I really enjoyed this book. I'm not a sociologist - far from it, but learned a lot from the book. The book compares a lot of data of how religious fundamentalists, religious moderates, religious liberals, and the nonreligious view the world, particularly on progressive issues - gender equality, racial equality, marriage equality, and so forth. Dr. Cragun goes into detail and shares humorous anecdotes to identify many of the fallacies that are common within religious fundamentalism. Having been raised as a fundamentalist mormon, but now a "liberal / nonliteral mormon" on my journey (if that can exist) I identify with the author's point of view in terms of how harmful (or at least unhelpful) a fundamentalist view of the world can be. I agree with the author's conclusions that as the world moves towards being more liberal in a religious sense, or moves to being nonreligious, that barriers will come down and we will embrace our common humanity and current challenges, rather than focus on our differences.
12 of 12 people found the following review helpful
The world is no longer black and white 18 Jun 2013
By systemm17 - Published on Amazon.com
Format: Hardcover Verified Purchase
I really enjoyed What You Don't Know About Religion (but should) by Cragun. Having recently left my religious upbringing, I found the data and science in this book extremely interesting. I originally thought I left my religion for doctrinal issues (I did by the way), but realized I may have also left simply because science suggests some people leave religion (typically the more educated, more financially stable, logical thinking, more accepting of others, more likely to view the world as gray rather than black and white, willing to question ideas and concepts, etc). I don't necessarily believe that I am more of those things than someone else, but my arrogance while in religion led me to believe I was better than someone who was not in my religion (see chapter 15). Cragun certainly admits his bias in writing this book (trying to rid the world of religious fundamentalists), but leaves the door open for the idea that not all religion is bad (liberal religious typically score equal or sometimes higher than non-religious). A lot of Cragun's examples have to do with his Mormon upbringing, but this is not an attack on Mormonism. Rather this is an attack on all fundamental religions, it just so happens that Cragun was born Mormon (see chapter 4). It's a great book for all religious and non-religious to read. For the religious, try to be more liberal and to the non-religious, it's a fascinating study on the benefits of your decision.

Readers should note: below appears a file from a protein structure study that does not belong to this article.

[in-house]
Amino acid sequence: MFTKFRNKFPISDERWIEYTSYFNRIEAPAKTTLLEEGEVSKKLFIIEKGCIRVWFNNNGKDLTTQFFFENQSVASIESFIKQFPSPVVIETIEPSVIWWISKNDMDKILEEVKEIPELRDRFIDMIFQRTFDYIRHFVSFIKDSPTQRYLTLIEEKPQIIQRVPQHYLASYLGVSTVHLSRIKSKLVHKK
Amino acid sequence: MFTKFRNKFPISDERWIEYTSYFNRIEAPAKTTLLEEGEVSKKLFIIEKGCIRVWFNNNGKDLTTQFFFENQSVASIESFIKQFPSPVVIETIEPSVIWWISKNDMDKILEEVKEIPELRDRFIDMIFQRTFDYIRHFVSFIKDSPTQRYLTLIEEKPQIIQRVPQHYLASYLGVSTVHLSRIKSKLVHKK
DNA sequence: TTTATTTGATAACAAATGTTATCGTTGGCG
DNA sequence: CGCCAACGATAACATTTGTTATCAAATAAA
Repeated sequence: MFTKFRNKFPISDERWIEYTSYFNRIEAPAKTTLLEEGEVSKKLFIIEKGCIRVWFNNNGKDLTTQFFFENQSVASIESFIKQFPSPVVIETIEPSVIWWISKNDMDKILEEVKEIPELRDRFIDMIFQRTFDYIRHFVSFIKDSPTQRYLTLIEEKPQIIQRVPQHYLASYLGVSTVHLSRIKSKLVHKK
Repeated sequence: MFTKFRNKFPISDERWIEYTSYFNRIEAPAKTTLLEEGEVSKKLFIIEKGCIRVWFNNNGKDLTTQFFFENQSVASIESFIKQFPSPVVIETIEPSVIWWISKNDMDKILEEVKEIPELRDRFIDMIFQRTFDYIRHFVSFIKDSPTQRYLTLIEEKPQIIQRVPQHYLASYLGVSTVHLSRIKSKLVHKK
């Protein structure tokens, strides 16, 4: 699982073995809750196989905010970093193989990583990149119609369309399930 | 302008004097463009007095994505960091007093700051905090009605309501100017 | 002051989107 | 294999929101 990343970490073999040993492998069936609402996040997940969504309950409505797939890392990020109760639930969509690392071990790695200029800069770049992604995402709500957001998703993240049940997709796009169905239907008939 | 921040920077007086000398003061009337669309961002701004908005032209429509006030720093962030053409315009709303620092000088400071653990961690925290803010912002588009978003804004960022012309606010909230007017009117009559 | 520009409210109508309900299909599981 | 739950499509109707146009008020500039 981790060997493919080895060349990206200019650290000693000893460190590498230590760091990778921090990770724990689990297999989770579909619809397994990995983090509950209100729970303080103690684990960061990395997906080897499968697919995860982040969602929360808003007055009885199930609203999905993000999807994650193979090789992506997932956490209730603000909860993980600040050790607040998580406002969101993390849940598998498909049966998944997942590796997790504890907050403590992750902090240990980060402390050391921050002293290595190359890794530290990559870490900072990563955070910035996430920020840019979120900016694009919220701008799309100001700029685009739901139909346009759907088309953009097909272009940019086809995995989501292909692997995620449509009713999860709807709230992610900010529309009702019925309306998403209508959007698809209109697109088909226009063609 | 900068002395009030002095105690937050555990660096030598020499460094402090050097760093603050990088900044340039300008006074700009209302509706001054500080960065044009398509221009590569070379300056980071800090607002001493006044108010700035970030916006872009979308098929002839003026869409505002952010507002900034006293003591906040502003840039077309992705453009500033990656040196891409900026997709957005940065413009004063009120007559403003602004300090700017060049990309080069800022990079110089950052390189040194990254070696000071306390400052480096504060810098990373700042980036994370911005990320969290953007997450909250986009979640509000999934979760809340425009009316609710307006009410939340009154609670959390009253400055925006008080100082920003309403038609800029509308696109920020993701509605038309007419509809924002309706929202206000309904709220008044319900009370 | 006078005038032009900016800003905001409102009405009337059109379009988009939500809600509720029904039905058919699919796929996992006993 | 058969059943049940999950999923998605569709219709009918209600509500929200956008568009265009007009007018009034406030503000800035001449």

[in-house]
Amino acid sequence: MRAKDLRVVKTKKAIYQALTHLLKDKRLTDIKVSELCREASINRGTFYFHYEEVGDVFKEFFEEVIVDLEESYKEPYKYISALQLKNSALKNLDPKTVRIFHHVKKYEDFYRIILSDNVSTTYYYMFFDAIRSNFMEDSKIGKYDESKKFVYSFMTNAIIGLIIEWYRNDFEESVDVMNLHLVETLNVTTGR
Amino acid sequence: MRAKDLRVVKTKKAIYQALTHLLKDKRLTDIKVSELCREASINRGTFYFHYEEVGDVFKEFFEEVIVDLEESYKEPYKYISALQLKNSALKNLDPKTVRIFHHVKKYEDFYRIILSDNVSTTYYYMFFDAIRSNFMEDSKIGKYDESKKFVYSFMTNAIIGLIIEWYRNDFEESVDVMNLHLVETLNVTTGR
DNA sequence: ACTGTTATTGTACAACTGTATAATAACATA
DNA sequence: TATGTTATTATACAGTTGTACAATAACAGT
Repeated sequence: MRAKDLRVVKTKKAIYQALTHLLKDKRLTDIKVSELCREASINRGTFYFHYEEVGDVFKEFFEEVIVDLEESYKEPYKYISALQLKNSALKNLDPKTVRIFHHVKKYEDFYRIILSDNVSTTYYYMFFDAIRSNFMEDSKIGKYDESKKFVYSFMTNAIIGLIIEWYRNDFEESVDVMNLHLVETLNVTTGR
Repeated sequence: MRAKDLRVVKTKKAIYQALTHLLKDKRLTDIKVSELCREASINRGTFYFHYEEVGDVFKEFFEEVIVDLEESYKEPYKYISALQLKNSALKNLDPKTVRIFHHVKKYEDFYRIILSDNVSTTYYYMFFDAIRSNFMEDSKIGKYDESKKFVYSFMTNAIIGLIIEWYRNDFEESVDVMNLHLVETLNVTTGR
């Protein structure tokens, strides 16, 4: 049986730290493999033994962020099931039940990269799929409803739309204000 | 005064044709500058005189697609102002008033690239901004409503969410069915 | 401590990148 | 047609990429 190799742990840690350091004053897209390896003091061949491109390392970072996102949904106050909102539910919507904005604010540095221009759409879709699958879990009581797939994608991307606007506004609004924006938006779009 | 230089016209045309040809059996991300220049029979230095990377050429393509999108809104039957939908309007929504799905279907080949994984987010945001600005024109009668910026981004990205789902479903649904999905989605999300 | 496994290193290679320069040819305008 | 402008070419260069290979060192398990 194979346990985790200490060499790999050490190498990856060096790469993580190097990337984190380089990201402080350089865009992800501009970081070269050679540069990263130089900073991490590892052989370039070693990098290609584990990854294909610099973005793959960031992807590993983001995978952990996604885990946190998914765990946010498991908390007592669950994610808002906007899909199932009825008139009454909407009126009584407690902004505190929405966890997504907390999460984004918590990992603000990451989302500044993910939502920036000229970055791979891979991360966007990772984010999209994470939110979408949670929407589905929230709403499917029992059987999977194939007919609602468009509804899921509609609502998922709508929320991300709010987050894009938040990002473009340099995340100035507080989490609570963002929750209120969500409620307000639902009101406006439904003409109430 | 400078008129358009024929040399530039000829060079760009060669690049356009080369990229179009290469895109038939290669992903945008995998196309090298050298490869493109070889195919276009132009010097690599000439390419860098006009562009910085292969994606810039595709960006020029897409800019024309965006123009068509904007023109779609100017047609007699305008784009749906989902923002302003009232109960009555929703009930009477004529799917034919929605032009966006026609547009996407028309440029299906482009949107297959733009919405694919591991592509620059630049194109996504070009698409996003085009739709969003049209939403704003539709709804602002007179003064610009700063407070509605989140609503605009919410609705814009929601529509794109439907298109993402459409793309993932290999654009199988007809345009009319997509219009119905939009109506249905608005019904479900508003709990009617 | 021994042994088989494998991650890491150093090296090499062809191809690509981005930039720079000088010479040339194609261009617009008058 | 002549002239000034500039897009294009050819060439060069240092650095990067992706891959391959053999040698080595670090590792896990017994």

10 of 10 people found the following review helpful
A Challenging, Insightful, Funny Book! 19 Jun 2013
By Michael Eaton - Published on Amazon.com
Format: Hardcover
First of all: Read this book!

Basically, "What You Don't Know About Religion (but should)" is about the affects of various groups of Christian religion and the non-religious on society. It does not address such topics as the nature or existence of God, the Trinity, or the proper form of baptism. It is strictly a book about one topic in sociology written by a professor of sociology.

However, that prior description is very superficial and misleading. Do not expect a colorless tome which presents dry facts and figures and draws unemotional conclusions from them. Instead, expect a very wild and personal ride through religion and non-religion by a young man with a very definite point of view. This book is bound to cause debate and argument among many of its readers.

Professor Ryan Cragun is a professor of sociology at the University of Florida whose research focuses on Mormonism and the nonreligious. His wife, Debi, has been a visiting professor of genetics at the same institution and is currently in the PhD program for public health at the University of South Florida. Ryan Cragun was born and raised in Morgan, Utah and served a Mormon (LDS) mission for two years in Costa Rica. He and Debi were married in a Mormon temple wedding in 1999. In 2002, both left the Mormon faith and are now atheists.

I should note here that I share some similarities of history with Dr. Cragun . I, too, served a two year mission for "the Church" and many years later left it to become a human secularist/agnostic/atheist. I also agree with all the opinions and conclusions which he expresses about religion and non-religion in the book.

Dr. Cragun tells several personal stories about his life in the Mormon Church and his experiences in Costa Rica. He talks frankly about the emotional costs that he and his wife had to pay for leaving the Church. He also tells stories of others who have been negatively affected by their various experiences in their fundamentalist denominations. Some of these stories are so horrible that you have trouble believing that they could happen in this enlightened age.

Due in part to the limitations of the various sources of his data, he has chosen to divide the many Christian denominations into three basic types: Fundamentalists, Moderates, and Liberal. These are followed by the Nonreligious. He presents facts and conclusions which will undoubtedly anger or (hopefully) intrigue or enlighten many readers. Liberal Christians followed by the Nonreligious come out best in his analyses. At the very bottom are the Fundamentalists, who come off as the Luddites of this age. Dr. Cragun (and I) have very little use for them, seeing that belief system as a strong negative influence in the world.